Thursday, October 22, 2015

Double O Countdown: The Spy Who Loved Me

"The Spy Who Loved Me" is Roger Moore's best work as James Bond. The series had some humor still but did not go off the deep end until the next picture. It reworks the concept of "You Only Live Twice" pitting the Soviets and Americans against each other, this time to destroy the world so that the undersea empire of Stromberg will survive. Three nuclear submarines end up in a supertanker that was the largest sound-stage of any movie studio ever.

001 Submarines Fight World War Three inside a tanker.

002 The Pyramids Night Time Lighting Ceremony

I have no idea if this is a real thing or not, but it ought to be. Bond follows XXX to meet the mysterious seller of the tracking technology they are both after. They are not alone however, as the killer Jaws is also after the seller for a different purpose. All this takes place while the narrator of a cool light show at the pyramids keeps talking. This is the only time I ever thought about visiting Egypt.

003 Jaws

A hired killer who stands over seven feet and has steel teeth that he uses to bite the carotid artery in his victims neck. Richard Kiel played the part in two Bond films, and despite the obvious rip-off of the name from a familiar film from a couple of summers earlier, he became iconic in his own right.

Taking a bite from his namesake

His hand is as big as Bonds head. That's pretty intimidating.

004  Speaking of Submarines

After the ejection seat of "Goldfinger" you might wonder what the Q branch would come up with for 007 to drive on assignment. Well, they out do themselves here, a high speed Lostus that doubles as a submersible,

A cool car and helicopter chase, ends with a plunge into the Corsican sea.

 Caroline Munro, B movie Queen of the era, captains the helicopter.

005 Carly Simon sings the theme song. 

This tune was all over the radio in the late seventies. Some people  (Fogs) even think it is the best Bond theme. It has a polish that makes the movie feel sophisticated even when it is occasionally silly.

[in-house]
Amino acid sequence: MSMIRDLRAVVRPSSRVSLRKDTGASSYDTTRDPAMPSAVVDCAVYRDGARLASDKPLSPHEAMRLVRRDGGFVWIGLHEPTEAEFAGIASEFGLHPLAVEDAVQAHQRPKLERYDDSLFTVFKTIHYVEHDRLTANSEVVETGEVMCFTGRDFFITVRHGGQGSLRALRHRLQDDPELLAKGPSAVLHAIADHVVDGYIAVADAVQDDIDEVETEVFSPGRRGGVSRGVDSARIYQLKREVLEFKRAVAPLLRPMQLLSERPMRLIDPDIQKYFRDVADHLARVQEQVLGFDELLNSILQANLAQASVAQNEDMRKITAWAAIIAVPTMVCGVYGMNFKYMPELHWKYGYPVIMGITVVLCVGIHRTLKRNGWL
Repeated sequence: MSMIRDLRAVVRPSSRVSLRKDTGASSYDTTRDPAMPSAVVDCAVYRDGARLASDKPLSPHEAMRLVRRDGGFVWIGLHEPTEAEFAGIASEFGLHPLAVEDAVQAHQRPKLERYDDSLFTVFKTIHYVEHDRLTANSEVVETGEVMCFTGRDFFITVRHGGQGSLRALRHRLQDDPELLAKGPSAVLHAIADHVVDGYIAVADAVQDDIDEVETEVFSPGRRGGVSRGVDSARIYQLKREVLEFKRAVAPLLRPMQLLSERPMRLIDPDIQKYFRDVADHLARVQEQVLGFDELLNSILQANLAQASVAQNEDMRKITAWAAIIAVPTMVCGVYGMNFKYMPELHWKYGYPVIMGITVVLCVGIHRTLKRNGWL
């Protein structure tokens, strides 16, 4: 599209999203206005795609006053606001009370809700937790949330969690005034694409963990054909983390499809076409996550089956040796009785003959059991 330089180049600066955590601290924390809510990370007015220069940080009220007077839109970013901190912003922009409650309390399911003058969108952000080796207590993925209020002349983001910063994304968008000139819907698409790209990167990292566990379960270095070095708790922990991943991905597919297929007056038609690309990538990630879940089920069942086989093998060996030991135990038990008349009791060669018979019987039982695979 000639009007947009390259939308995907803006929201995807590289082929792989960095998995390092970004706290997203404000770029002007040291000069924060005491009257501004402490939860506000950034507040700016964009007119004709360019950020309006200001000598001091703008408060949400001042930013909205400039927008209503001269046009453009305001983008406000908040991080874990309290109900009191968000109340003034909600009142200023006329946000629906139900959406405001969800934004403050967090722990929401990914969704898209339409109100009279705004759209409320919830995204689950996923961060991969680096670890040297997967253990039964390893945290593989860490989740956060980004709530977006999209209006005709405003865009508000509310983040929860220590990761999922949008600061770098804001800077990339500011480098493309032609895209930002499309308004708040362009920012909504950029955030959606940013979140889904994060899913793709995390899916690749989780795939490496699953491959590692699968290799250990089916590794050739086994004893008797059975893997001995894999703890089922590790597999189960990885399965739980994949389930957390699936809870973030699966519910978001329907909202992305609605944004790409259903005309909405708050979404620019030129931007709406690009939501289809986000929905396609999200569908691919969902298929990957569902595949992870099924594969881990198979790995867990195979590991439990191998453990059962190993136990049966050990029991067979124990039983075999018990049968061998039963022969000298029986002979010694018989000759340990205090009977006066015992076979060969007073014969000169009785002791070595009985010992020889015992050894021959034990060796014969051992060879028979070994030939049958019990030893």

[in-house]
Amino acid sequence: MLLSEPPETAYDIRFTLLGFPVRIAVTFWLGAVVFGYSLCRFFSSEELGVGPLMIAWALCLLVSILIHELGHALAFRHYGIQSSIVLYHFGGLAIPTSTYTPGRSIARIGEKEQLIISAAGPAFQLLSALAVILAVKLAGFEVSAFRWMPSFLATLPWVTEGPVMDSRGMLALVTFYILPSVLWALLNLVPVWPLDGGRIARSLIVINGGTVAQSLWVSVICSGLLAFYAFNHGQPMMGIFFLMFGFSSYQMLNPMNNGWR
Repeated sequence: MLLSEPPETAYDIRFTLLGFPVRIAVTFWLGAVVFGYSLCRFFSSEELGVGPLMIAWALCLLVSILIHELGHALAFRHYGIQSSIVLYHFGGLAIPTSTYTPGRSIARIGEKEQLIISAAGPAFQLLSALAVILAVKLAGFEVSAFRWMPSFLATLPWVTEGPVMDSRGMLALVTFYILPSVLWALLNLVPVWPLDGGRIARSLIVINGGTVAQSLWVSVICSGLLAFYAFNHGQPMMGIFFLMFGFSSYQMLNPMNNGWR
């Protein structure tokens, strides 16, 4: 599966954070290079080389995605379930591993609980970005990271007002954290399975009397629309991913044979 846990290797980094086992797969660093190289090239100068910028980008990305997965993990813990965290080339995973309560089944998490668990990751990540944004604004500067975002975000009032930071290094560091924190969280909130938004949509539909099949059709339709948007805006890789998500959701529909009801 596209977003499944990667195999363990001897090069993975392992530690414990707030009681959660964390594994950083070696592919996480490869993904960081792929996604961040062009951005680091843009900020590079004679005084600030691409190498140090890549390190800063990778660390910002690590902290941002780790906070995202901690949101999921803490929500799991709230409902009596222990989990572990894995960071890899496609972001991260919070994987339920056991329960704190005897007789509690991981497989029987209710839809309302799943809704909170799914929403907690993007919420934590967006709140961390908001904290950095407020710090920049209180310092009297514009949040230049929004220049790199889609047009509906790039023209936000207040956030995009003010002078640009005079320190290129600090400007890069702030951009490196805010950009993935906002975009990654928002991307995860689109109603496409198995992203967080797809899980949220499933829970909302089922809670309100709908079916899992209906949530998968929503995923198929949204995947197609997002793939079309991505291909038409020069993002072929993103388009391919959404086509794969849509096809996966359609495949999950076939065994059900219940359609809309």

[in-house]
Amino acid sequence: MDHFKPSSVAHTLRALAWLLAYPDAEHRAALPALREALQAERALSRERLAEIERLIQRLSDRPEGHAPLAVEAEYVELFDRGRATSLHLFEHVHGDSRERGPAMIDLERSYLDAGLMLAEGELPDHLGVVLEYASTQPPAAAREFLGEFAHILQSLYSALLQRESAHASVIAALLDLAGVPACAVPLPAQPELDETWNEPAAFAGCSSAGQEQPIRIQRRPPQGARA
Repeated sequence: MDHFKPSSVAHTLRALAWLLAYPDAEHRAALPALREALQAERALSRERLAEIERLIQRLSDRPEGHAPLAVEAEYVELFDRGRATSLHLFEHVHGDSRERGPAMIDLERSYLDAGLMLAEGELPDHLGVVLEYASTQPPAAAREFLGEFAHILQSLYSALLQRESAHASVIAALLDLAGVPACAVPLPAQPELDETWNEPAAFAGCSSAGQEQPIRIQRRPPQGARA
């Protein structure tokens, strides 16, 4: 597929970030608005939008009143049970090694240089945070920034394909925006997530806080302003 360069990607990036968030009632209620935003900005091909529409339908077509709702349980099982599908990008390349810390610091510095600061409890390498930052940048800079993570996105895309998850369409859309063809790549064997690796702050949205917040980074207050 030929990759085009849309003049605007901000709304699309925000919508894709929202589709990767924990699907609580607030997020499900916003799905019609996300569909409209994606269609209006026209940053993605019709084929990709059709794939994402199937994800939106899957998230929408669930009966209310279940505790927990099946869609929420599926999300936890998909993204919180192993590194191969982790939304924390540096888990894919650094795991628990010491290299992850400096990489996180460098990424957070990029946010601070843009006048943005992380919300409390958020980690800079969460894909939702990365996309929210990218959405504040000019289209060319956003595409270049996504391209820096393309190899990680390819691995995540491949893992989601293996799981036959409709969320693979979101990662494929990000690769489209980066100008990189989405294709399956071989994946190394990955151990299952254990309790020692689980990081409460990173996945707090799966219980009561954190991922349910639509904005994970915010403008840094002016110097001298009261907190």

006 My Favorite Moment From Roger Moore as 007

Most people think of Roger Moore's James Bond as an avuncular,  dandy who never got his nails dirty. Here is a sequence in which Moore explodes that myth. After a fight in the rooftop of an Egyptian apartment, Jaws partner, Sandor, teeters on the brink of death, grasping Bond's tie to keep from toppling over.

 Bond questions him about the location of the arms merchant who has the submarine tracking tool for sale. As soon as he gets his answer, Bond flicks his tie.

 Down goes the bad guy, another casualty of the spy game.
Than 007 casually straightens out his tie to look good for the rest of the afternoon. Cold, James, really cold.

007 The Pre-Title Sequence

Almost everyone will agree, this was a spectacular stunt. The unfurling of the Union Jack got a standing ovation at the Royal Premier of the film attended by Prince Charles. I'll stand up for our allies here as well. For Queen and Country James.

James Bond Will Return in: "Moonraker"


cpamelin17 said...

This certainly is Roger Moore's best Bond, and up there with some of my favorite Bond movies - I find myself clutching my sides with laughter during every viewing, Moore's nonchalantly cold hearted antics never cease to entertain, and Jaws brims with personality even though he utters not a single word throughout the entire movie. Some of the camera work was nice as well; the crash-zoom to the expression of fear and bewilderment on the face of the completely random officer next to Bond as he disarms one of the nuclear bombs was priceless, and his fight with Sandor is quite nicely filmed, with longer takes and wide camera shots. This movie knew what it was and reveled in it, staying true to the character of Bond without wanking to either his sillyness or his overly hard-edged side. Minus some wooden acting here and there, this is great stuff.

Richard Kirkham said...

Moore was at his best here, and you are right about Jaws, personality without any dialogue. There is humor but it rarely crosses the line into parody or slapstick. Just enough to have some fun.